Wyatt Cenac’s Problem Areas continued the HBO series’ wisely witty season 2 exploration of the American educational system on Friday with a typically thoughtful dive into the seething, hormonal mess that is sex ed. Taking viewers on a tour through troubling statistics (only 24 states require sex ed, and only 13 of those mandate that the information be medically accurate), Cenac spent the bulk of the episode talking to his usual roster of parents, educators, administrators, and students, all of whom shared distressingly similar tales of being un- or misinformed. Cenac also shared the very book he claimed was all he had to turn to in his school library. Sure, it was about animal husbandry, but, as he claimed, he’s now a fully qualified goat duela, so it wasn’t all bad.
But it is pretty much all bad for kids in schools and school districts where sexuality isn’t discussed, or, even worse, where outdated and prejudicial attitudes about sex, sexuality, and consent are codified into curriculum. You know, like the one educational film that shows a young man being grossed out by his girlfriend’s sexual past, as embodied by a busted pair of old sneakers the boy claims, look like the whole football team wore them. Cenac, apart from questioning what that lesson does to puberty-deep teens, also had to ask what football team all wears women’s size 7 sneakers. But he digresses. He also spoke to those who see how gender and racial stereotypes see black girls being disproportionately disciplined and policed for their behavior. Like Egypt, a black lesbian high schooler who found herself being repeatedly punished after a typically teen-messy breakup with her white girlfriend because she was assumed to be the “aggressor,” as well as “the boy” in the relationship by school staff.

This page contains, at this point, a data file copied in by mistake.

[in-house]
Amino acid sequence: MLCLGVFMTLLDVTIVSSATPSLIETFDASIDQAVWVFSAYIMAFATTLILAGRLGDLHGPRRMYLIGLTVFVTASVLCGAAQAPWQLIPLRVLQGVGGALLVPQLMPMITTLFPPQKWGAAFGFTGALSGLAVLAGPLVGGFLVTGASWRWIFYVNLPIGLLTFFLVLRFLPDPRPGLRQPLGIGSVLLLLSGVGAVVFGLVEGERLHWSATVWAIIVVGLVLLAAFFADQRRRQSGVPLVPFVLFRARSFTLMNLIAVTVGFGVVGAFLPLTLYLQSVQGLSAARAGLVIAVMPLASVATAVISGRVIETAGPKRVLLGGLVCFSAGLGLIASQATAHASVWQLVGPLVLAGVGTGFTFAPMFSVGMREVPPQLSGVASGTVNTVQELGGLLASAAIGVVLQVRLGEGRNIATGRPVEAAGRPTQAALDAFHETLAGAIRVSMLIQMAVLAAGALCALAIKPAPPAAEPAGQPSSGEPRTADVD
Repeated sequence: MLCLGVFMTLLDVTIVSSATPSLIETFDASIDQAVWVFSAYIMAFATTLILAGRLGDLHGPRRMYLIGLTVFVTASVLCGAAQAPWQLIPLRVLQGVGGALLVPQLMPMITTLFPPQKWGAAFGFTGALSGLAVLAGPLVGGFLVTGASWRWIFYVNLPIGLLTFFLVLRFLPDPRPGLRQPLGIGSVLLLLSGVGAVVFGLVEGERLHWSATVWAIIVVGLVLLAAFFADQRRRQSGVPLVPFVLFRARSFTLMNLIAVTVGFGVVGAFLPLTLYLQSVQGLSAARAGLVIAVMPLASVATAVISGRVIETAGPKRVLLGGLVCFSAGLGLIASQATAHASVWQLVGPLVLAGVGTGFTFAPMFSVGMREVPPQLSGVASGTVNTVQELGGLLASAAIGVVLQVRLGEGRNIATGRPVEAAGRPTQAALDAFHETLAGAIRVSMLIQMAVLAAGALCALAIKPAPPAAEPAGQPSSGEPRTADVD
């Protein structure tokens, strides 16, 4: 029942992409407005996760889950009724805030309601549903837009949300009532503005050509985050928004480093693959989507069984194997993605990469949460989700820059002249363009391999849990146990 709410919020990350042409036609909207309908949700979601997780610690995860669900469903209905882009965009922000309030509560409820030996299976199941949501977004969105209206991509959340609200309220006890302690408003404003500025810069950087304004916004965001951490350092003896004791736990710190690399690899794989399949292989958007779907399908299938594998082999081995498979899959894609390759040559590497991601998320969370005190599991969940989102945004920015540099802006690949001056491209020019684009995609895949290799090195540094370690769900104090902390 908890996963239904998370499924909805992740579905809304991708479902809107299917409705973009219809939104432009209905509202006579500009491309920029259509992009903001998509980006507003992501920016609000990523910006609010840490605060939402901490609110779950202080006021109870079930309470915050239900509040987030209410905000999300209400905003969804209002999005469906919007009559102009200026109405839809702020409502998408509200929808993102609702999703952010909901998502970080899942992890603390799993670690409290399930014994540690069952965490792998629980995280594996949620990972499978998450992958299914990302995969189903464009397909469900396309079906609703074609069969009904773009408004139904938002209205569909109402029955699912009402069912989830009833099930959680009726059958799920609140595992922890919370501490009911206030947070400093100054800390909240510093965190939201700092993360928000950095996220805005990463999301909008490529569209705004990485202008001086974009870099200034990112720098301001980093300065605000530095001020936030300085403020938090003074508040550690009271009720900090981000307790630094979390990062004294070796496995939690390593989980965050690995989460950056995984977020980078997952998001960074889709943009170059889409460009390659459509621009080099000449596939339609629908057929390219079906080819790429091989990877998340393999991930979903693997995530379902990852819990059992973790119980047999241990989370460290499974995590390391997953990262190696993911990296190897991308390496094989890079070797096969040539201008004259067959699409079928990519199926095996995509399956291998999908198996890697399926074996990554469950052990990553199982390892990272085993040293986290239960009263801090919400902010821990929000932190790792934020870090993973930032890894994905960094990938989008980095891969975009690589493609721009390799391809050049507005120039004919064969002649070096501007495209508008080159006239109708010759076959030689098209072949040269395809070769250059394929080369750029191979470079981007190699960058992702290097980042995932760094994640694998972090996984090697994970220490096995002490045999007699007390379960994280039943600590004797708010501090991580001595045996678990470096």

For LGBTQ kids, naturally and depressingly, things are even worse. Even in California, which has passed legislation mandating comprehensive and inclusive sex ed, advocates talk about having to overcome individual biases in teachers and administrators that put already beleaguered LGBTQ kids in an even more precarious position. “It’s life or death important,” says one, explaining how the simple matter of school workers wearing a gay-friendly ID badge can make kids feel welcomed, and seen, in a system where, traditionally, their existence “isn’t validated.” Speaking to a young gay student named Santana, book of uncomfortable sex questions in hand, Cenac listened (and intermittently cracked the kid up) as the student feelingly explained how his transfer from a religious school to one of San Francisco’s more sex ed-progressive high schools made him feel like, as he puts it, “Maybe I deserve to live.”
Cenac also took on gendered toys, which, he claims, start the whole gender and sexuality stereotyping from the jump. Will painting war toys pink solve everything? No, according to Cenac, probably not. But he also has some sage advice about “fuck parties,” which is all related, somehow.